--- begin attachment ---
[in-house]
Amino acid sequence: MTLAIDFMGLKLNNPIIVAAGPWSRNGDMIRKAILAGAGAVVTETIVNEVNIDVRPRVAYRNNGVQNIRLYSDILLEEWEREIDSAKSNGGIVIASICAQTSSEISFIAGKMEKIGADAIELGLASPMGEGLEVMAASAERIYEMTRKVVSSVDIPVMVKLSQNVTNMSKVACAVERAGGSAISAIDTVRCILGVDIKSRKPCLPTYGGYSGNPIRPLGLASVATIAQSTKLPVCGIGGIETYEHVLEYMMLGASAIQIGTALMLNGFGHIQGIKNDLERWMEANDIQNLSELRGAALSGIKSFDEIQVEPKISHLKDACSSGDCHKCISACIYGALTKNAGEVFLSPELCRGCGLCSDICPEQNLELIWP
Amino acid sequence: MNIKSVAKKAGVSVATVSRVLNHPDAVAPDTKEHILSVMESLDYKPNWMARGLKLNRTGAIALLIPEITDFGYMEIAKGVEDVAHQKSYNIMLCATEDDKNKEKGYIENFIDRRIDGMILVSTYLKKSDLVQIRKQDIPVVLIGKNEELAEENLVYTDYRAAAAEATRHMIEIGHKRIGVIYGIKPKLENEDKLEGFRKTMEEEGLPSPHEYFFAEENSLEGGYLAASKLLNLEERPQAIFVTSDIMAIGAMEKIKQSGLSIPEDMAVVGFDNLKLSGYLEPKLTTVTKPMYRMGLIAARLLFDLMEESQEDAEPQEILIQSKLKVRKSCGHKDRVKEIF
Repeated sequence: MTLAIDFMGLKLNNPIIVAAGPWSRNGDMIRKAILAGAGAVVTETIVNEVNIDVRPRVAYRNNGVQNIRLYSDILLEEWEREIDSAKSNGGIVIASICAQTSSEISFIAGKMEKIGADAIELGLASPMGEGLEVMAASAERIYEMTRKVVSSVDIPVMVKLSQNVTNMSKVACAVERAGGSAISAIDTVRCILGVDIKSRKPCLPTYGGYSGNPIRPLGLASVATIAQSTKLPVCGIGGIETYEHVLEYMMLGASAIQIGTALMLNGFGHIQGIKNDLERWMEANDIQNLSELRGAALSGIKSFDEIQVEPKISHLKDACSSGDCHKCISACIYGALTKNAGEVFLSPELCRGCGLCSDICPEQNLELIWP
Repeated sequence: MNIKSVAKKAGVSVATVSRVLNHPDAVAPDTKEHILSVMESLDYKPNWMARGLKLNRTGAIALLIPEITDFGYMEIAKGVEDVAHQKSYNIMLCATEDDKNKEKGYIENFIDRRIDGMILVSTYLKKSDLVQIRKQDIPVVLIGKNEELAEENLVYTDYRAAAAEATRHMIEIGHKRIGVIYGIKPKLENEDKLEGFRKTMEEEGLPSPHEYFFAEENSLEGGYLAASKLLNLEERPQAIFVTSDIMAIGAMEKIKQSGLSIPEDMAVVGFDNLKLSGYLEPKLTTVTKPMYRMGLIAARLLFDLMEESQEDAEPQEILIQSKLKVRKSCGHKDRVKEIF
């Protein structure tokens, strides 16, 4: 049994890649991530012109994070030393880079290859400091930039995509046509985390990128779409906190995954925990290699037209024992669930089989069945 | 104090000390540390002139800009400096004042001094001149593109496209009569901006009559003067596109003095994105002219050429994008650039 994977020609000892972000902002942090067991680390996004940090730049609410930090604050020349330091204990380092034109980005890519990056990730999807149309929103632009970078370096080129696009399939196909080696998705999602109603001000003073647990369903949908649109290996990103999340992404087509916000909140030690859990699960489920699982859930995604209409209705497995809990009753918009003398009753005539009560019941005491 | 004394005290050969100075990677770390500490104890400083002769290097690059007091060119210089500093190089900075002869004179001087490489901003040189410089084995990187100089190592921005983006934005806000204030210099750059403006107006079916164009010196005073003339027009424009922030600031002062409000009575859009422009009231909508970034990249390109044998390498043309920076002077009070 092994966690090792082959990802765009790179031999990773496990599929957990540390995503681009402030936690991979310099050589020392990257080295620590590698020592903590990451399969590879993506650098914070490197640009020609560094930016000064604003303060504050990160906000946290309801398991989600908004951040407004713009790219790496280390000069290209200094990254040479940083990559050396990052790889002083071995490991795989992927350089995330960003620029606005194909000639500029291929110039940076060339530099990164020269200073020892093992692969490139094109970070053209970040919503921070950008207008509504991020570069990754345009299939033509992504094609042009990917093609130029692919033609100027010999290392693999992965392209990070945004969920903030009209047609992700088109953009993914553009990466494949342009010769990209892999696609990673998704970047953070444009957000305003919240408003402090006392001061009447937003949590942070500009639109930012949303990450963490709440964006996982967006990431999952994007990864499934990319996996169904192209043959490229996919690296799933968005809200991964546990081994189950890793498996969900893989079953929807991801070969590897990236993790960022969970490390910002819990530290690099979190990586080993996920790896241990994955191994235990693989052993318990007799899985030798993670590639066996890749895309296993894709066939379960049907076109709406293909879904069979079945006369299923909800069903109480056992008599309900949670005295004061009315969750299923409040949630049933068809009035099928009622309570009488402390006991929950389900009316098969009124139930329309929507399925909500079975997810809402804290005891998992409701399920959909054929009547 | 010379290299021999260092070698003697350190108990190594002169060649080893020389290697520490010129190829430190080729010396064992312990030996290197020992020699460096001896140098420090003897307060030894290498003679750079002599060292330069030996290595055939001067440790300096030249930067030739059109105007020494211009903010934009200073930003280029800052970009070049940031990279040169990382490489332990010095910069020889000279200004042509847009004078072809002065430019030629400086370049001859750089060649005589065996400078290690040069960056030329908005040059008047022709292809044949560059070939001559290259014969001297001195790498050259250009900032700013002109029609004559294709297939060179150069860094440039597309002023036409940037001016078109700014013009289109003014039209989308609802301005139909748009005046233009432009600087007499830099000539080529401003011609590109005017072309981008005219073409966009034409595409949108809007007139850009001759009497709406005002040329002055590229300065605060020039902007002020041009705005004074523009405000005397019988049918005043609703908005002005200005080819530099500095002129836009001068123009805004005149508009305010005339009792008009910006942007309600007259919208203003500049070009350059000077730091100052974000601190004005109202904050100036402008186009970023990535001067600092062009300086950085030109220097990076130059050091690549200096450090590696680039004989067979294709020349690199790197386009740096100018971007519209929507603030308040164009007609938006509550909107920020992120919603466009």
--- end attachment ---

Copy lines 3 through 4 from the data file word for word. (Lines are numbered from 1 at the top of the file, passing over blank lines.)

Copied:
Amino acid sequence: MNIKSVAKKAGVSVATVSRVLNHPDAVAPDTKEHILSVMESLDYKPNWMARGLKLNRTGAIALLIPEITDFGYMEIAKGVEDVAHQKSYNIMLCATEDDKNKEKGYIENFIDRRIDGMILVSTYLKKSDLVQIRKQDIPVVLIGKNEELAEENLVYTDYRAAAAEATRHMIEIGHKRIGVIYGIKPKLENEDKLEGFRKTMEEEGLPSPHEYFFAEENSLEGGYLAASKLLNLEERPQAIFVTSDIMAIGAMEKIKQSGLSIPEDMAVVGFDNLKLSGYLEPKLTTVTKPMYRMGLIAARLLFDLMEESQEDAEPQEILIQSKLKVRKSCGHKDRVKEIF
Repeated sequence: MTLAIDFMGLKLNNPIIVAAGPWSRNGDMIRKAILAGAGAVVTETIVNEVNIDVRPRVAYRNNGVQNIRLYSDILLEEWEREIDSAKSNGGIVIASICAQTSSEISFIAGKMEKIGADAIELGLASPMGEGLEVMAASAERIYEMTRKVVSSVDIPVMVKLSQNVTNMSKVACAVERAGGSAISAIDTVRCILGVDIKSRKPCLPTYGGYSGNPIRPLGLASVATIAQSTKLPVCGIGGIETYEHVLEYMMLGASAIQIGTALMLNGFGHIQGIKNDLERWMEANDIQNLSELRGAALSGIKSFDEIQVEPKISHLKDACSSGDCHKCISACIYGALTKNAGEVFLSPELCRGCGLCSDICPEQNLELIWP